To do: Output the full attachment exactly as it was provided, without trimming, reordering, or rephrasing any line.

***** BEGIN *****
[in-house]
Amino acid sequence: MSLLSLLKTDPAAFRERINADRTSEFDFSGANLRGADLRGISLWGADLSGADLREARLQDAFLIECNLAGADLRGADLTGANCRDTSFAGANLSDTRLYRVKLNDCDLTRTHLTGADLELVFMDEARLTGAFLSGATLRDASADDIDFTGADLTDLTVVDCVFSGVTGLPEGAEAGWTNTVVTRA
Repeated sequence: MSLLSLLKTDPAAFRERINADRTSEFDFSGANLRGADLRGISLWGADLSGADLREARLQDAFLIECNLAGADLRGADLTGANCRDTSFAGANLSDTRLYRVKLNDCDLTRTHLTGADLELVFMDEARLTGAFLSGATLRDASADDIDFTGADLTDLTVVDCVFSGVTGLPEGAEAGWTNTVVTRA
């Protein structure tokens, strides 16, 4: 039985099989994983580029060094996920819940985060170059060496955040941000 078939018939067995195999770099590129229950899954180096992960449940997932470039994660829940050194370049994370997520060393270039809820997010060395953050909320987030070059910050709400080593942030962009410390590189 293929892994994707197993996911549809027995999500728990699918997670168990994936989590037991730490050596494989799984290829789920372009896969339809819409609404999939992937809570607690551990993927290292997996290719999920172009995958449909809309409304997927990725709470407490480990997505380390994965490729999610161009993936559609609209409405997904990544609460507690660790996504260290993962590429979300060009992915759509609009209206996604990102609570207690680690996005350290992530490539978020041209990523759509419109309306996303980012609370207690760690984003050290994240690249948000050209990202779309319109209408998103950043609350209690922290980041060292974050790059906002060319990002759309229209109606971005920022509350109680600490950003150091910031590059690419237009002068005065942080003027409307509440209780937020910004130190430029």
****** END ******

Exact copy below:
[in-house]
Amino acid sequence: MSLLSLLKTDPAAFRERINADRTSEFDFSGANLRGADLRGISLWGADLSGADLREARLQDAFLIECNLAGADLRGADLTGANCRDTSFAGANLSDTRLYRVKLNDCDLTRTHLTGADLELVFMDEARLTGAFLSGATLRDASADDIDFTGADLTDLTVVDCVFSGVTGLPEGAEAGWTNTVVTRA
Repeated sequence: MSLLSLLKTDPAAFRERINADRTSEFDFSGANLRGADLRGISLWGADLSGADLREARLQDAFLIECNLAGADLRGADLTGANCRDTSFAGANLSDTRLYRVKLNDCDLTRTHLTGADLELVFMDEARLTGAFLSGATLRDASADDIDFTGADLTDLTVVDCVFSGVTGLPEGAEAGWTNTVVTRA
């Protein structure tokens, strides 16, 4: 039985099989994983580029060094996920819940985060170059060496955040941000 078939018939067995195999770099590129229950899954180096992960449940997932470039994660829940050194370049994370997520060393270039809820997010060395953050909320987030070059910050709400080593942030962009410390590189 293929892994994707197993996911549809027995999500728990699918997670168990994936989590037991730490050596494989799984290829789920372009896969339809819409609404999939992937809570607690551990993927290292997996290719999920172009995958449909809309409304997927990725709470407490480990997505380390994965490729999610161009993936559609609209409405997904990544609460507690660790996504260290993962590429979300060009992915759509609009209206996604990102609570207690680690996005350290992530490539978020041209990523759509419109309306996303980012609370207690760690984003050290994240690249948000050209990202779309319109209408998103950043609350209690922290980041060292974050790059906002060319990002759309229209109606971005920022509350109680600490950003150091910031590059690419237009002068005065942080003027409307509440209780937020910004130190430029």